Earning a good wage and juggling I guess.

shinynewapple21 Sat 27-Feb-21 19:04:07

Presumably if you had bought a house which was smaller/ in cheaper area but didn't require a lot of work doing on it, then you would have a lot more disposable income .

Nocares Sat 27-Feb-21 19:04:57

@jeannie46 hahahaha I most certainly didn't luck out on the parent side of things when it comes to family money!
Neither did DP! Damn.. knew I was missing a trick!

OP’s posts: |
Onedropbeat Sat 27-Feb-21 19:05:02

I chose a small house that left me with savings to afford to do the kitchen bathroom and windows in cash

CherryFox Sat 27-Feb-21 19:05:44

How much do you earn OP?

Yes, lots of people buy on finance and some have helpful parents etc.

Yellowbowlbanana Sat 27-Feb-21 19:07:23

We come under your bracket. We earn quite a lot relative to most but we don't have lots of money.
We paid for a large renovation on our house by remortgaging and using some of the equity. We will try and offset this by over paying the mortgage.
We both drive old cars. We will need new ones in a couple of years and will try and save to put as much towards as possible but we may also take out a bank loan which we'd aim to pay off quickly.
We have relatively cheap holidays which we shop around for and always book independently (as a family of 6 it would be very expensive to try and do it otherwise). We save for these and pay for them outright.
Most of the people I know like the ones you are referring to have been given money along the way either via inheritance or from parents. So whereas we always feel like we're playing catch-up, they started from an easier place.

huuuuunnnndderrricks Sat 27-Feb-21 19:07:46

It's obviously finance although dh gets big bonuses and gets given shares in his company and we sold some and paid for a extension last year but I imagine we are in the minority .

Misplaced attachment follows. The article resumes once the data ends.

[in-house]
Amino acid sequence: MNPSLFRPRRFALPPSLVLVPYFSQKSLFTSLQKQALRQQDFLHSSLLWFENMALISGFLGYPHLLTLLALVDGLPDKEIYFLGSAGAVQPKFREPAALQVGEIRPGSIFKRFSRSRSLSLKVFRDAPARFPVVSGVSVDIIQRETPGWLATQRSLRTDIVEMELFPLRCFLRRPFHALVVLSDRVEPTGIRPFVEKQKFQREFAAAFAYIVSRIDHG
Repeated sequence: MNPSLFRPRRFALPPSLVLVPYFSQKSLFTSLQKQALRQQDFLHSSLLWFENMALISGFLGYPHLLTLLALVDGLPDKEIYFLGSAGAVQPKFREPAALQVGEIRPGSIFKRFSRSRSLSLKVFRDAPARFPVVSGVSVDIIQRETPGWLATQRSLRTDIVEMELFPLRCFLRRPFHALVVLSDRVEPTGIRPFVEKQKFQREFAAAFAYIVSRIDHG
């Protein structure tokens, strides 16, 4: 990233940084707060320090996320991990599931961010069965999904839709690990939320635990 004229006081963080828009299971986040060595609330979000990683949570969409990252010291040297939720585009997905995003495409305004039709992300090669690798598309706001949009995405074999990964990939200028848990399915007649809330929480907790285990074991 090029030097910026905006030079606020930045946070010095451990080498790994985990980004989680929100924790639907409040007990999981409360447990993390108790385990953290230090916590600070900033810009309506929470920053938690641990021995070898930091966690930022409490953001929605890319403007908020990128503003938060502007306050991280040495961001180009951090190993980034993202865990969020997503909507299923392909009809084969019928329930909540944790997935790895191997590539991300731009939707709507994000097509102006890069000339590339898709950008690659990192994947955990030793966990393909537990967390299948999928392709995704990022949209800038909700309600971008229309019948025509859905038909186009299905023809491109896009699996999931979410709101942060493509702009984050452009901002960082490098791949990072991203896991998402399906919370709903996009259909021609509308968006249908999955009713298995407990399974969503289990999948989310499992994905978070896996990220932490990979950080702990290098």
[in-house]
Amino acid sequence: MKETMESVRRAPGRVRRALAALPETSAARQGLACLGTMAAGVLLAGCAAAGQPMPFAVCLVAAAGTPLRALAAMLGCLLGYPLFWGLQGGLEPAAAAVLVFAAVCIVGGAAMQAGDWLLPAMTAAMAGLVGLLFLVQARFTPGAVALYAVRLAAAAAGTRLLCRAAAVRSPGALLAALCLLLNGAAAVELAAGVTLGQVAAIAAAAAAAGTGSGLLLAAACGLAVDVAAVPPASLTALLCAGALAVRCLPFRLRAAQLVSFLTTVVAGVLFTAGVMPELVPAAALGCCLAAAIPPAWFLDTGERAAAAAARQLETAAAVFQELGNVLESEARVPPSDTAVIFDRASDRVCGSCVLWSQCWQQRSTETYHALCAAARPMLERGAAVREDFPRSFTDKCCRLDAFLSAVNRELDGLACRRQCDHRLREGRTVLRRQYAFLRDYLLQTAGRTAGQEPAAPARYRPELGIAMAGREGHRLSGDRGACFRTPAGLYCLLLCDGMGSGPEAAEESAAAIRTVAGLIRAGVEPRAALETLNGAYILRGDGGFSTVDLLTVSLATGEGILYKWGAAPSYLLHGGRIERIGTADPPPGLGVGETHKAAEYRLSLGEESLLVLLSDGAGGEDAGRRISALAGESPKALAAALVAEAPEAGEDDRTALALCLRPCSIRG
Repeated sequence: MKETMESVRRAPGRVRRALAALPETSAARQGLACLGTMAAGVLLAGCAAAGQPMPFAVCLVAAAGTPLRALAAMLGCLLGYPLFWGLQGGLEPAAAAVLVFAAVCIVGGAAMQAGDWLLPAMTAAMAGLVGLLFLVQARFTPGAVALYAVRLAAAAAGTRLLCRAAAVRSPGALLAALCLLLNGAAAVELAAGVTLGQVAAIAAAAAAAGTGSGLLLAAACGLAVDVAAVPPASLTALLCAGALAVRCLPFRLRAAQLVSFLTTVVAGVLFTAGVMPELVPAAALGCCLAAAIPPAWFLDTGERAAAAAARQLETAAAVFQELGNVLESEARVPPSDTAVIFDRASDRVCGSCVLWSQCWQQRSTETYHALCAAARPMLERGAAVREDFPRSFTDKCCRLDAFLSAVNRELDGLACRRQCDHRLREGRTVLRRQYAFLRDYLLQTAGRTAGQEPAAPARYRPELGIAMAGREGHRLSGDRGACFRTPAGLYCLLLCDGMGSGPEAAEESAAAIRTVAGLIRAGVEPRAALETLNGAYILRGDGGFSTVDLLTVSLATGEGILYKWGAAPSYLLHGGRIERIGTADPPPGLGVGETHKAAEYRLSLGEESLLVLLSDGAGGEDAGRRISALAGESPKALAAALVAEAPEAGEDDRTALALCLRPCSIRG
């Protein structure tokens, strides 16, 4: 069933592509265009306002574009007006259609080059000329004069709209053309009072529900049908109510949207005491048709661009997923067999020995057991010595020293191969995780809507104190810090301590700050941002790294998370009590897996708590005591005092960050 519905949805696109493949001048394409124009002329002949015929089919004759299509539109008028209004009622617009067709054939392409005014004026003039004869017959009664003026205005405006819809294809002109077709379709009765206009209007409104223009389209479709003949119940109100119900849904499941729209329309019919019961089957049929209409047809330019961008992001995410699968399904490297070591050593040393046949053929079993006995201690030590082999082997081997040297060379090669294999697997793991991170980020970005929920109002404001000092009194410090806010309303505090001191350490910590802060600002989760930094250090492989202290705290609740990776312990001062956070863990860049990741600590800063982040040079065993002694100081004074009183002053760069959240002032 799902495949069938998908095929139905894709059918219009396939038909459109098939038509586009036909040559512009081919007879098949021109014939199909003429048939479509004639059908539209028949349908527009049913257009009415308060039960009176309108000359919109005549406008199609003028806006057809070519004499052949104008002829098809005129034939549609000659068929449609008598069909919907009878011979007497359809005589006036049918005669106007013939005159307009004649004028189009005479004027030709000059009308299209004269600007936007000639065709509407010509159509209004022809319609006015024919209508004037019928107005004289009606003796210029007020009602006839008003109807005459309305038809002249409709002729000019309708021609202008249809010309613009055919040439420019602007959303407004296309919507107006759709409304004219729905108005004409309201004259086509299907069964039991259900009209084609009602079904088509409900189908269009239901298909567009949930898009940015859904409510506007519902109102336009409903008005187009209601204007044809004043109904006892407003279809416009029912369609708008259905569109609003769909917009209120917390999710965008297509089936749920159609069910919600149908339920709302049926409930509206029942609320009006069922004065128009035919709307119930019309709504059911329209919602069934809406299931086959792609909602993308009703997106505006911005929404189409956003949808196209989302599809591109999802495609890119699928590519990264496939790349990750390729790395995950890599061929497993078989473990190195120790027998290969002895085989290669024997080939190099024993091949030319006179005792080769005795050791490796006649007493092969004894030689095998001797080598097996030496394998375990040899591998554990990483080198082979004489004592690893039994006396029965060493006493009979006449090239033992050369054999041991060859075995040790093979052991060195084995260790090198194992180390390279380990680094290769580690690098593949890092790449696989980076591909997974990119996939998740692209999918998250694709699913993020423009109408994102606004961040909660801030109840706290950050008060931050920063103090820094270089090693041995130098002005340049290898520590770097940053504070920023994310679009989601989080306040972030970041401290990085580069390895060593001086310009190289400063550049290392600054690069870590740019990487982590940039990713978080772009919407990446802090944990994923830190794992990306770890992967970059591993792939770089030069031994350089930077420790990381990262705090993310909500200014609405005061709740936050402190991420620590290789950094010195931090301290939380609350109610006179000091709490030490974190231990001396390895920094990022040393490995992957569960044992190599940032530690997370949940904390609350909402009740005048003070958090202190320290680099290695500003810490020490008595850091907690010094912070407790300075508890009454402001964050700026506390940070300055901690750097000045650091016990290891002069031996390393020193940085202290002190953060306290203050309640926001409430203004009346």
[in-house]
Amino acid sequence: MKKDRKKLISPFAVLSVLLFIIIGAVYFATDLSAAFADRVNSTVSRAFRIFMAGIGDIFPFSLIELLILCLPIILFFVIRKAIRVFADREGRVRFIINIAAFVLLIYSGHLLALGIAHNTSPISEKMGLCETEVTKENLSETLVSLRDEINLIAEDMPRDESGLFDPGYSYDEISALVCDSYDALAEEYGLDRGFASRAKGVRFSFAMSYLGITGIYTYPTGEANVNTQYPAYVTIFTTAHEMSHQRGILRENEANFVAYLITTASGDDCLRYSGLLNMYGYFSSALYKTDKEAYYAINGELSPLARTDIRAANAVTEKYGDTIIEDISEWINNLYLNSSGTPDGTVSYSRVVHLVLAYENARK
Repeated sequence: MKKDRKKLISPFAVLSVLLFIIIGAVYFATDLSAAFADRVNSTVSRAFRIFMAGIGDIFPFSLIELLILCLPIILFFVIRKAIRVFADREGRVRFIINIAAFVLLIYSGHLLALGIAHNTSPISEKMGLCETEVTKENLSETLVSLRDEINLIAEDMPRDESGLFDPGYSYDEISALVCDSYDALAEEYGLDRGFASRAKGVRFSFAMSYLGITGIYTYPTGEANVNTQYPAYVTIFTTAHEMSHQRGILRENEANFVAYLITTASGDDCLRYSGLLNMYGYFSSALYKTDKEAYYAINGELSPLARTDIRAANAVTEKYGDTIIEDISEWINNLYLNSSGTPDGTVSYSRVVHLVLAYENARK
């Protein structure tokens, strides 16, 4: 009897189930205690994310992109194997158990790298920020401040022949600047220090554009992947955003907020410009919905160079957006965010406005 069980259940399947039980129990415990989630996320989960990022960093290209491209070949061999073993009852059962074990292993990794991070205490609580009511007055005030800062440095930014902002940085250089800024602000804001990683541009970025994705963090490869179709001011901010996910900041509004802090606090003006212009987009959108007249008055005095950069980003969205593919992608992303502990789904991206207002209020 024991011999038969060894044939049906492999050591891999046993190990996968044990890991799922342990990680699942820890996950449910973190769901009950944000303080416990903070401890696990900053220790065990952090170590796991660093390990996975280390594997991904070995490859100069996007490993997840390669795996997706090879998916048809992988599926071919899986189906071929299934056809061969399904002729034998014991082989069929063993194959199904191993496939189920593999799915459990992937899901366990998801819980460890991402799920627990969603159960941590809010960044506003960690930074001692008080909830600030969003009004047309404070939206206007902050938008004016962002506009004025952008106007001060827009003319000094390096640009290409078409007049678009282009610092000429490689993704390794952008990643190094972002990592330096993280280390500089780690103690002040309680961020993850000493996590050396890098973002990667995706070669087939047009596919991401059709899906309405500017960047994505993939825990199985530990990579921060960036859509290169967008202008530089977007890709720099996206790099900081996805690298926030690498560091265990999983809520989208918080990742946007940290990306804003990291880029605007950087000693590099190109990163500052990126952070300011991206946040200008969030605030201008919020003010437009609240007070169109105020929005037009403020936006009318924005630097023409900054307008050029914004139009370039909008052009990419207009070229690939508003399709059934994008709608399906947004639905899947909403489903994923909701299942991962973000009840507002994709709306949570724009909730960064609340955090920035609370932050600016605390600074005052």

It's perfectly normal to get a short term loan for house improvements. Cars , most people get on finance and never own it but that's a choice you don't need to take .

NeedToGetOuttaHere Sat 27-Feb-21 19:08:00

We’ve always bought new houses that don’t need any work doing so that takes care of that expense.
We’ve bought cars on a mixture of cash, loans or finance over the years depending on our situation.
Mostly though it’s case of getting older and monthly costs going down percentage wise compared with income going up.

BikeRunSki Sat 27-Feb-21 19:08:06

Big house deposits initially (parents, inheritance, life savings.....) - so smaller mortgage repayments, and a lot more debt than you anticipate.

Some of the cars might be company cars.

Dailywalk Sat 27-Feb-21 19:08:22

Do you need the cars at the same time as the kitchen? Do you need two cars? Kitchen on finance?

blowinahoolie Sat 27-Feb-21 19:08:44

We had to wait a decade after moving into our new home before getting a new kitchen and bathroom. We just didn't have the money when we first moved in. Bathroom and kitchen both were badly needing redone but we just made do with what we had. That's life. It takes time. You can't just instantly have nice stuff unless you take out credit.

Notavegan Sat 27-Feb-21 19:08:48

When I was younger I had a financial strategy like yours. Now I have a car load and have remortaged to extend. I think finances improve as you go up in career (kids aside). Plus I seem to care less

Nocares Sat 27-Feb-21 19:10:40

@shinynewapple21 nope! House was dirt cheap, even when renovations are completed we won't have spent as much as it would cost to buy a completed house.

Also we have plenty of disposable income, but not enough to just save and buy a kitchen one month then get a new car 3 months later and then a bathroom etc. If you see what I mean?
Then if we wanted to also go on holidays and enjoy life on top then we'd be saving up for decades!!

Even with our very good disposable income, it would take years and years to buy nice things through savings!

OP’s posts: |
NeedToGetOuttaHere Sat 27-Feb-21 19:11:05

Why won’t you take out a loan for one thing at a time if you can afford the repayments?

blowinahoolie Sat 27-Feb-21 19:11:16

Also cars you are seeing could be on a lease if people own businesses. Often they are part of the deal. One of my neighbours drives a BMW coupe but we suspect it's through his business it is on loan. He works in hospitality, so furloughed. Everything is not always as it seems.

CocoPark Sat 27-Feb-21 19:14:30


I think everyone I know has cars on finance and has borrowed on the mortgage to fund projects like kitchens etc...

In a nutshell.